This is one in a series of posts on the Nikon Z7. You should be able to find all the posts about that camera in the Category List on the right sidebar, below the Articles widget. There’s a drop-down menu there that you can use to get to all the posts in this series; just look for “Nikon Z6/7”.
The Nikon Z7 has a feature that has the potential to be useful for capturing images for focus stacking in postproduction. Nikon calls it focus shift shooting, which I’m going to abbreviate as FSS. It works similarly to a feature with the same name that was introduced with the D850. You set the lens to autofocus, and, either manually or with AF, focus it on the nearest part of your subject that you want to be in focus. I use manual focus, and set it a bit nearer than that. Then you tell the camera how many images you want in the stack, and how finely or coarsely the distance steps between each exposure should be made. You can tell it whether you want it to use the electronic shutter or not, and how long to wait between exposures. Then you tell it to start, and stand back while it waits a few seconds for the camera to steady, then does its magic, focusing a bit further away with each exposure. The firmware is smart enough to adjust the step sizes to compensate for differences in lens focal length, subject distance, and lens f-stop.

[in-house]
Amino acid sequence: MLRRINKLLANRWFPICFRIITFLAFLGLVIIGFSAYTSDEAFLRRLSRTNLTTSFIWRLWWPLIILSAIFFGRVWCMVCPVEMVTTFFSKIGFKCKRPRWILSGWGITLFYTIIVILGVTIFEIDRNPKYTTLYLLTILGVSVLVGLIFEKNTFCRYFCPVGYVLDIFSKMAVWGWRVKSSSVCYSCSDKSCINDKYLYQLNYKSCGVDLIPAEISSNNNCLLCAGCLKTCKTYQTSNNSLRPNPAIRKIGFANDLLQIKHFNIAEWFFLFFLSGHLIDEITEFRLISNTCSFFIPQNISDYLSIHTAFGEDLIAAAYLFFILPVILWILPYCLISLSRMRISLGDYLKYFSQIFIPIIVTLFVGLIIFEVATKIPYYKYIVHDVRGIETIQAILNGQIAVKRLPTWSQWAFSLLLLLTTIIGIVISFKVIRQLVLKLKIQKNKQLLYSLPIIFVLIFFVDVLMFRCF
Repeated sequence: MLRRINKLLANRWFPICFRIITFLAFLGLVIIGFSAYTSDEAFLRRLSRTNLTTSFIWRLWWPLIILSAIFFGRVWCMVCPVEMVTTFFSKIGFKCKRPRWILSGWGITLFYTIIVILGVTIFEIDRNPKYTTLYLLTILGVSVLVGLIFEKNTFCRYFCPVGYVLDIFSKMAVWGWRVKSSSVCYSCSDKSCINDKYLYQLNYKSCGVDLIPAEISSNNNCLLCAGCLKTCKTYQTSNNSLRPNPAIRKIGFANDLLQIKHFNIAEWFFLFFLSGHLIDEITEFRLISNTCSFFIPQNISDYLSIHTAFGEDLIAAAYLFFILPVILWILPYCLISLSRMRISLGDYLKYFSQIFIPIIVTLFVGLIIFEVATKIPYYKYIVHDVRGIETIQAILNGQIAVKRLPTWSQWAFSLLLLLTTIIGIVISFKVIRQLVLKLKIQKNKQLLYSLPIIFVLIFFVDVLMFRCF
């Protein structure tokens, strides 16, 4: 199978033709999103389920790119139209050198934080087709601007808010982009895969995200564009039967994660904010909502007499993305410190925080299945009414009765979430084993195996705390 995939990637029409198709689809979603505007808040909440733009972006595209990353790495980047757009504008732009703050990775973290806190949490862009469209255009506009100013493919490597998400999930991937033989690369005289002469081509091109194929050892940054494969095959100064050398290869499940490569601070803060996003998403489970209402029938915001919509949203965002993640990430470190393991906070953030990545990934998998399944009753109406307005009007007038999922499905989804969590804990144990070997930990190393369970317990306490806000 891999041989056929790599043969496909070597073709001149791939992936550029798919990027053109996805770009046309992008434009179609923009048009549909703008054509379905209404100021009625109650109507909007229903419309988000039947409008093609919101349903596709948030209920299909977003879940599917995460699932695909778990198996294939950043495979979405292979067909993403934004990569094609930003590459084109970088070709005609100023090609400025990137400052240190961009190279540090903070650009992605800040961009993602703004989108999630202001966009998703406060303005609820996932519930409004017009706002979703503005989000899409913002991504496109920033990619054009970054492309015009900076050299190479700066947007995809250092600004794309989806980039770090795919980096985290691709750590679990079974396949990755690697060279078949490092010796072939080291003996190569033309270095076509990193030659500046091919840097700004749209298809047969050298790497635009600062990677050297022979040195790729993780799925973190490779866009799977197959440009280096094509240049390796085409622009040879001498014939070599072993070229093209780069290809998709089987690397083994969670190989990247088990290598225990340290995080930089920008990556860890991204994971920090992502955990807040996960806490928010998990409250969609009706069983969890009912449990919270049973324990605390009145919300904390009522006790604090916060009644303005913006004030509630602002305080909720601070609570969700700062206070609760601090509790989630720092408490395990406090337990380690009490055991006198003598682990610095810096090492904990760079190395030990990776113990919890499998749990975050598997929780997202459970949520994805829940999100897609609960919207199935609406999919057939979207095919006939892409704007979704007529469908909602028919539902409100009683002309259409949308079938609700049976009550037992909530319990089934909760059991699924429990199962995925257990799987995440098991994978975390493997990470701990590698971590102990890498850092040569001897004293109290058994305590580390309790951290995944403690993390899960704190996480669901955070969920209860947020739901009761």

Used in this application, the Z7 FSS is useful, but has some drawbacks:
- The minimum step size is too large for critical work.
- Selecting different settings for some of the step size selections don’t actually change the step size.
- At the end of the sequence, the camera does not return the focal point to where it was at the beginning, but instead leaves it wherever it ended up. This makes it impossible to simply repeat a set of captures.
- The camera does not show you the captures one by one after it makes them, so you don’t know when to abort the series when the focal plane has gotten sufficiently far away.
The GFX 50S implementation of a similar feature, miscalled Focus Bracketing by Fuji, has none of the above problems.
The Z7 FSS feature is not compatible with my Sigma 105/2.8 macro lens, prematurely ending the sequence after a handful of captures, but it works fine with the Nikon 105/2.8G VR macro. Unfortunately, I like the image quality of the Sigma lens better.
There is another application for cameras that automatically capture sequences with shifted focal planes, and that is focus bracketing for landscapes and subjects that don’t move much. The difference between that and the situation described above is that the photographer intends to select just one image in post, rather than putting the sequence through stacking software. However, the way that FSS in the Z7 and Focus Bracketing in the GFX are designed, implementing that usage is so awkward that it is nearly unusable. To do this kind of focus bracketing, you’d like to have it work this way:
- Focus on what you want sharp
- Press the “go” button
- Camera waits a few seconds
- Camera makes a series of exposures with the focal planes distributed equally in front of and behind where you focused
- Camera returns focal plane to where you focused.
I’m looking forward to that.
For now, I’ll just use it for stacking, and then only when I can’t do what I want with the GFX.